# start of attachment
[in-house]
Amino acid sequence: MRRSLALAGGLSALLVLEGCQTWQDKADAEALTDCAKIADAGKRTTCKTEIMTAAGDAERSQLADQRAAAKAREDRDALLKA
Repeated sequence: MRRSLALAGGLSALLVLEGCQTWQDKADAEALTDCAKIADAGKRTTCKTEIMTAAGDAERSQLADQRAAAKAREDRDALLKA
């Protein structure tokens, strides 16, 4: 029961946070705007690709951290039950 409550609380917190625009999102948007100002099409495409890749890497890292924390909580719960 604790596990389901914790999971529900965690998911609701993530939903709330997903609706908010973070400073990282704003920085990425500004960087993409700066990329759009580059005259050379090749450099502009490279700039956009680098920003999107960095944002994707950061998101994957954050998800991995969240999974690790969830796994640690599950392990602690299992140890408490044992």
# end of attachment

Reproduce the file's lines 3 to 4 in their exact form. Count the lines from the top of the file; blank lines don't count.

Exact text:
Repeated sequence: MRRSLALAGGLSALLVLEGCQTWQDKADAEALTDCAKIADAGKRTTCKTEIMTAAGDAERSQLADQRAAAKAREDRDALLKA
């Protein structure tokens, strides 16, 4: 029961946070705007690709951290039950 409550609380917190625009999102948007100002099409495409890749890497890292924390909580719960 604790596990389901914790999971529900965690998911609701993530939903709330997903609706908010973070400073990282704003920085990425500004960087993409700066990329759009580059005259050379090749450099502009490279700039956009680098920003999107960095944002994707950061998101994957954050998800991995969240999974690790969830796994640690599950392990602690299992140890408490044992």